Amazon completed its $13.7 billion takeover of organic grocer Whole Foods on Monday, taking quick aim at the chain’s “Whole Paycheck” image and bringing it in line with Amazon’s practice of keeping prices low to lock in customer loyalty. Beyond lowering prices on organic avocados, eggs and kale, it also means Whole Foods brands will be available on Amazon’s site. The company aims to make Amazon Prime the rewards program for Whole Foods customers, and offer members special discounts.
The deal could also spur big changes in how people shop for groceries.
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Here’s what you need to know:
- WHAT AMAZON WANTS FROM WHOLE FOODS
It gives Amazon more than 465 physical stores in the U.S., Canada and the U.K. Before the acquisition, Amazon had a small brick-and-mortar presence with less than a dozen bookstores, a prototype convenience store in Seattle and pickup locations in some cities near college campuses. The tie-up may also give the Seattle-based company valuable data on how people shop in stores, where the vast majority of retail sales still take place. Amazon is an expert in using data on past purchases and browsing to offer suggestions that might make people buy more, and could start applying that in stores as well as online.
Whole Foods, meanwhile, gets to exhale. Before the deal, the chain was under intense pressure from shareholders to improve its financial results and figure out how to stop customers from going to lower-priced supermarkets to buy natural foods. Whole Foods CEO John Mackey, who will stay in that role, said Amazon’s history of innovation could transform Whole Foods from “the class dunce” to “valedictorian.”
- WHAT WILL CHANGE FOR SHOPPERS
Amazon already lowered prices at Whole Foods Monday on a range of kitchen staples, including ground beef and rotisserie chicken.
Whole Foods was just starting to test a loyalty program. But soon, shoppers at all stores will be able to tap Amazon’s $99-a-year Prime loyalty program to get discounts at stores. And they will eventually be able to buy some Whole Foods products from Amazon.com. Lockers will be added in some locations so Amazon shoppers can pick up e-commerce orders or return items they don’t want.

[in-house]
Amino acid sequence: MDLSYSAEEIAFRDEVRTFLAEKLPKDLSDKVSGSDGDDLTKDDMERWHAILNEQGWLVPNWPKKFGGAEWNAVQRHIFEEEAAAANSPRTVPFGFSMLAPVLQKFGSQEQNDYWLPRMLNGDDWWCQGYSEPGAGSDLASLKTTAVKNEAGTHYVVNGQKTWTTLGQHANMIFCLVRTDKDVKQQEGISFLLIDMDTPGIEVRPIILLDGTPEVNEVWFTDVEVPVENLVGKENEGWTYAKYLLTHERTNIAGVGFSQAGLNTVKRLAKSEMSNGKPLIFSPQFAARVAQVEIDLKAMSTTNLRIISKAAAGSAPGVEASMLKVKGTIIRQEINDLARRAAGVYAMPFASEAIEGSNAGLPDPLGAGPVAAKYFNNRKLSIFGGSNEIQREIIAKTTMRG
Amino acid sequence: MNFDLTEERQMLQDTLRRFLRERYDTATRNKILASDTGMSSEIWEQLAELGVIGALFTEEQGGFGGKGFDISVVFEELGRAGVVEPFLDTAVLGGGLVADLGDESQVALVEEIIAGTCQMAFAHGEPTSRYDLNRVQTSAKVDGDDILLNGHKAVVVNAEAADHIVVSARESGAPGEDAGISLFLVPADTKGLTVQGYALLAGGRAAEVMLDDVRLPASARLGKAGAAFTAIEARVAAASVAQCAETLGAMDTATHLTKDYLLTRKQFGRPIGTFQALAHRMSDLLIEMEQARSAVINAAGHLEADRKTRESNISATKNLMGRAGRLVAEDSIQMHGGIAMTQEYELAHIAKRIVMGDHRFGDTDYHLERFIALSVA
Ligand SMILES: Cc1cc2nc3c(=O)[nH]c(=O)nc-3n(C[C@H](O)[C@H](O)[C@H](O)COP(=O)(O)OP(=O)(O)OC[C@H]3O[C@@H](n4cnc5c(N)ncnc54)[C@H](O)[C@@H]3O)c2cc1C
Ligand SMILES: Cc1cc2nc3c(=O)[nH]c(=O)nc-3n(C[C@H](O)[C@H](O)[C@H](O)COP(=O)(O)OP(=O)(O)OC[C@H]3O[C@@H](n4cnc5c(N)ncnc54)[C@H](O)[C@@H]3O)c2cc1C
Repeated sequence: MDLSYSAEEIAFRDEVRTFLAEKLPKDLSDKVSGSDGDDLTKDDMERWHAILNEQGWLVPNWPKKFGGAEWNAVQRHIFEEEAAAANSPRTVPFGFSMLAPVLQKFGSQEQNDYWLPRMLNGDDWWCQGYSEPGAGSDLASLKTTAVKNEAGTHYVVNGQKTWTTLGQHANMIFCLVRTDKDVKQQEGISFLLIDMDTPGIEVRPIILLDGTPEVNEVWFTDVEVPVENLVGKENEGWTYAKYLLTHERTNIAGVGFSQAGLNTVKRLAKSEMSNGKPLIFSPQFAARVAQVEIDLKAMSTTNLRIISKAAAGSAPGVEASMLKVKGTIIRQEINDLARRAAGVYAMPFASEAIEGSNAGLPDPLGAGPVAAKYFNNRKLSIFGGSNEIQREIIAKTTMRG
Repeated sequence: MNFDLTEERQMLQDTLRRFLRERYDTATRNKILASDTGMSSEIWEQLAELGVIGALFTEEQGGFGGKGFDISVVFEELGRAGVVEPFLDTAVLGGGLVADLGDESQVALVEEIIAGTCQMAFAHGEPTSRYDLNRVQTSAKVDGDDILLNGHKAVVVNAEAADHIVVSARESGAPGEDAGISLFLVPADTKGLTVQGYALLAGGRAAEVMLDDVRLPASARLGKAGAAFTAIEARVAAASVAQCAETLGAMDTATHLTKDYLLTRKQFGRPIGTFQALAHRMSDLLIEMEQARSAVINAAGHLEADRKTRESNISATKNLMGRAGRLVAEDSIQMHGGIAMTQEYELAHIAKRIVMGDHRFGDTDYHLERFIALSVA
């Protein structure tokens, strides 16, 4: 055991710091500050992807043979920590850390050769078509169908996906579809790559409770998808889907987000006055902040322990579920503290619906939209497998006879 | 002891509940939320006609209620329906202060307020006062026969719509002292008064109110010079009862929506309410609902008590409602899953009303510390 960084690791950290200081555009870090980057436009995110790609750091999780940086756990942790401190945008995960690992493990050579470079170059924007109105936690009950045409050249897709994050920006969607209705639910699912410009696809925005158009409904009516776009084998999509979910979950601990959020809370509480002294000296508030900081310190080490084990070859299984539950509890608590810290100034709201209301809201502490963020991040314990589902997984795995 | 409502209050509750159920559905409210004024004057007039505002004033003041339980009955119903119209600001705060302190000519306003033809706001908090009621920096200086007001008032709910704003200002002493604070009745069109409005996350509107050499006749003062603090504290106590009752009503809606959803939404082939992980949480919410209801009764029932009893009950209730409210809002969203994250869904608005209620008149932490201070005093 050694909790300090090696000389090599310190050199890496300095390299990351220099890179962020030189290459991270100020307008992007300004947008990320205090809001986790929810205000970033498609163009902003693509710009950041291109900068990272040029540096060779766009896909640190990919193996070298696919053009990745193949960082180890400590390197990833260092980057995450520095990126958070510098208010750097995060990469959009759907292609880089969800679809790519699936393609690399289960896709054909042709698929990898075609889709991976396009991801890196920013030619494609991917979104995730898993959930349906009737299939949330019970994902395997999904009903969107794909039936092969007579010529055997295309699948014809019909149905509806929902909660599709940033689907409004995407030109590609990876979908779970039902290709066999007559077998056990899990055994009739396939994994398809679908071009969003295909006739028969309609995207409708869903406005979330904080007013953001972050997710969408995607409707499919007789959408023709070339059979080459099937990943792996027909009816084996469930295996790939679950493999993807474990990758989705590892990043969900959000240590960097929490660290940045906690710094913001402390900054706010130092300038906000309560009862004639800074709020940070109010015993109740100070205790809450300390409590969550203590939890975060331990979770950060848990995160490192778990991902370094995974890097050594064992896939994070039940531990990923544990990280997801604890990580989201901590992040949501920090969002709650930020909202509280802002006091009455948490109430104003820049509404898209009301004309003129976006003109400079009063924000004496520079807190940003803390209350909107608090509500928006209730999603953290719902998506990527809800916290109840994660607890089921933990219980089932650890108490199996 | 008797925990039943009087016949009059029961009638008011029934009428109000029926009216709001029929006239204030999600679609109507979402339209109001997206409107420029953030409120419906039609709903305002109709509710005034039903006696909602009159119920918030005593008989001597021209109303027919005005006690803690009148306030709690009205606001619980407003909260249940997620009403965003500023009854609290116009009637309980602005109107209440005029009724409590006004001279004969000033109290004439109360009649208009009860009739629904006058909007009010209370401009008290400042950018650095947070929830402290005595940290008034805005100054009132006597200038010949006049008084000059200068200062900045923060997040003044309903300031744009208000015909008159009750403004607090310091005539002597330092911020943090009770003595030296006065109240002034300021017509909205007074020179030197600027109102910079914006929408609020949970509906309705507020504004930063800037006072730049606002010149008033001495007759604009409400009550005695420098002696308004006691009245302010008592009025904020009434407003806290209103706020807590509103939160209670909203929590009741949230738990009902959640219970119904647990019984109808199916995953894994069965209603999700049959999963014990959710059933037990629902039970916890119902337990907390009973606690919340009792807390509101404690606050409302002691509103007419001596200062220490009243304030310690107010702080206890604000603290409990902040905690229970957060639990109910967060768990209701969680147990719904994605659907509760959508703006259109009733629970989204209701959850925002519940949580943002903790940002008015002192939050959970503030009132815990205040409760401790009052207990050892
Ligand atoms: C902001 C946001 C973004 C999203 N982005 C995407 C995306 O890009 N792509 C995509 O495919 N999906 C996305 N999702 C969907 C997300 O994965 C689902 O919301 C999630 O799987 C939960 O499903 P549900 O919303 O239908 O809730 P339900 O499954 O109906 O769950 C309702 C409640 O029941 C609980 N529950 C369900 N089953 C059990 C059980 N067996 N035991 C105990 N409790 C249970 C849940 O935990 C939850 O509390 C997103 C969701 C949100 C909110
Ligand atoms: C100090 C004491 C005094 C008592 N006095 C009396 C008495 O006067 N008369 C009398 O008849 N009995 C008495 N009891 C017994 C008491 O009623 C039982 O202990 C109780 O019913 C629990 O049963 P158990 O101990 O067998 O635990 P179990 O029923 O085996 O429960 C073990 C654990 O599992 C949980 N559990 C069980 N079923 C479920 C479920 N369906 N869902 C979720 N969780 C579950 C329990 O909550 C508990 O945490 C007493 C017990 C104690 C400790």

Amazon said more changes are coming, but didn’t give details. Those that watch the industry expect it to push further into grocery deliveries, among other things. Whole Foods stores can serve as new distribution points for the AmazonFresh delivery service, allowing Amazon to expand where it offers home deliveries. That could include an expansion of ready-to-cook meal packages it’s been testing in selected markets, including Seattle.
- WHAT IT MEANS FOR THE COMPETITION
Shares of supermarkets took a hit when the deal was announced in June, and again when Amazon said last week that it planned to cut prices at Whole Foods. Rivals are scrambling to keep up: Kroger is testing online grocery delivery in several cities. And Walmart, the nation’s largest grocer, is expanding its online grocery ordering and store-curb pickup to more stores. Last week, Walmart said it is joining forces with Google to let customers order goods with their voice on Google-run smartphones and other devices.
- HOW THE DEAL WENT THROUGH
Despite Amazon’s dominance online, Walmart remains the leading retailer overall, with more than three times Amazon’s retail revenue. A union that represents food-industry workers had asked the Federal Trade Commission to examine the deal carefully, saying it could hurt competition, but the U.S. regulator didn’t see it that way. The FTC said last week that it conducted an investigation to see if the acquisition lessened competition and “decided not to pursue” the matter. Typically, deals that bring two direct competitors together raise flags with regulators, but Amazon — despite its online dominance — doesn’t currently have a big groceries business.